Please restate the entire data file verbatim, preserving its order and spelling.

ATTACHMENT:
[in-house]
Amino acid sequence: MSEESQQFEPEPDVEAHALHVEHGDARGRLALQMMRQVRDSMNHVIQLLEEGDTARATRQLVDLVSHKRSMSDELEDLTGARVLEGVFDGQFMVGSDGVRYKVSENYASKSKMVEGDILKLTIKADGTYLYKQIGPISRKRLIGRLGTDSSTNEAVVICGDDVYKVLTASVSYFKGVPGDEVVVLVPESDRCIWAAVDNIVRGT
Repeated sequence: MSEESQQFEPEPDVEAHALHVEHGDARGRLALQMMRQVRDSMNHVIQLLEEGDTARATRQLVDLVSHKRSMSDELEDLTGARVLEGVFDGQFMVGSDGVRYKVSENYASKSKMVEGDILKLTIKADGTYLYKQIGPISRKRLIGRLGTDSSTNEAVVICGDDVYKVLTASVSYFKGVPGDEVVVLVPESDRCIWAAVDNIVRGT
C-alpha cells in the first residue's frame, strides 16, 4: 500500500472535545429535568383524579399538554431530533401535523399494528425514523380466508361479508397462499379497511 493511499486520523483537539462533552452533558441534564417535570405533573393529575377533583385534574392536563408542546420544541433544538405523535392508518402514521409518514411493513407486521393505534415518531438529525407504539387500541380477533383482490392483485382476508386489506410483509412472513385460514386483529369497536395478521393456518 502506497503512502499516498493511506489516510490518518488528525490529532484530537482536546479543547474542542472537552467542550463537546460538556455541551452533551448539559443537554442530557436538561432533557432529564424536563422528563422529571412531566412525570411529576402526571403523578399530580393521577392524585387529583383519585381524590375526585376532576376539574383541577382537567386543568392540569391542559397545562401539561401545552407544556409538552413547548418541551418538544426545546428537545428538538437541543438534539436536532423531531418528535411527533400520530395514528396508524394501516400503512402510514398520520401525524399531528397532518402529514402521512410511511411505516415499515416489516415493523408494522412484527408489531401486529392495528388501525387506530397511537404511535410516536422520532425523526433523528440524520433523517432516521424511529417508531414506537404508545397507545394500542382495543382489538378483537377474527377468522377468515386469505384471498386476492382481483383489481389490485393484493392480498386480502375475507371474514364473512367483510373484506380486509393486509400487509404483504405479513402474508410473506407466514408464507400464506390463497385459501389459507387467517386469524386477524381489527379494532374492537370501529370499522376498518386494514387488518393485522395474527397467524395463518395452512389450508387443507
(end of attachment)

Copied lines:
[in-house]
Amino acid sequence: MSEESQQFEPEPDVEAHALHVEHGDARGRLALQMMRQVRDSMNHVIQLLEEGDTARATRQLVDLVSHKRSMSDELEDLTGARVLEGVFDGQFMVGSDGVRYKVSENYASKSKMVEGDILKLTIKADGTYLYKQIGPISRKRLIGRLGTDSSTNEAVVICGDDVYKVLTASVSYFKGVPGDEVVVLVPESDRCIWAAVDNIVRGT
Repeated sequence: MSEESQQFEPEPDVEAHALHVEHGDARGRLALQMMRQVRDSMNHVIQLLEEGDTARATRQLVDLVSHKRSMSDELEDLTGARVLEGVFDGQFMVGSDGVRYKVSENYASKSKMVEGDILKLTIKADGTYLYKQIGPISRKRLIGRLGTDSSTNEAVVICGDDVYKVLTASVSYFKGVPGDEVVVLVPESDRCIWAAVDNIVRGT
C-alpha cells in the first residue's frame, strides 16, 4: 500500500472535545429535568383524579399538554431530533401535523399494528425514523380466508361479508397462499379497511 493511499486520523483537539462533552452533558441534564417535570405533573393529575377533583385534574392536563408542546420544541433544538405523535392508518402514521409518514411493513407486521393505534415518531438529525407504539387500541380477533383482490392483485382476508386489506410483509412472513385460514386483529369497536395478521393456518 502506497503512502499516498493511506489516510490518518488528525490529532484530537482536546479543547474542542472537552467542550463537546460538556455541551452533551448539559443537554442530557436538561432533557432529564424536563422528563422529571412531566412525570411529576402526571403523578399530580393521577392524585387529583383519585381524590375526585376532576376539574383541577382537567386543568392540569391542559397545562401539561401545552407544556409538552413547548418541551418538544426545546428537545428538538437541543438534539436536532423531531418528535411527533400520530395514528396508524394501516400503512402510514398520520401525524399531528397532518402529514402521512410511511411505516415499515416489516415493523408494522412484527408489531401486529392495528388501525387506530397511537404511535410516536422520532425523526433523528440524520433523517432516521424511529417508531414506537404508545397507545394500542382495543382489538378483537377474527377468522377468515386469505384471498386476492382481483383489481389490485393484493392480498386480502375475507371474514364473512367483510373484506380486509393486509400487509404483504405479513402474508410473506407466514408464507400464506390463497385459501389459507387467517386469524386477524381489527379494532374492537370501529370499522376498518386494514387488518393485522395474527397467524395463518395452512389450508387443507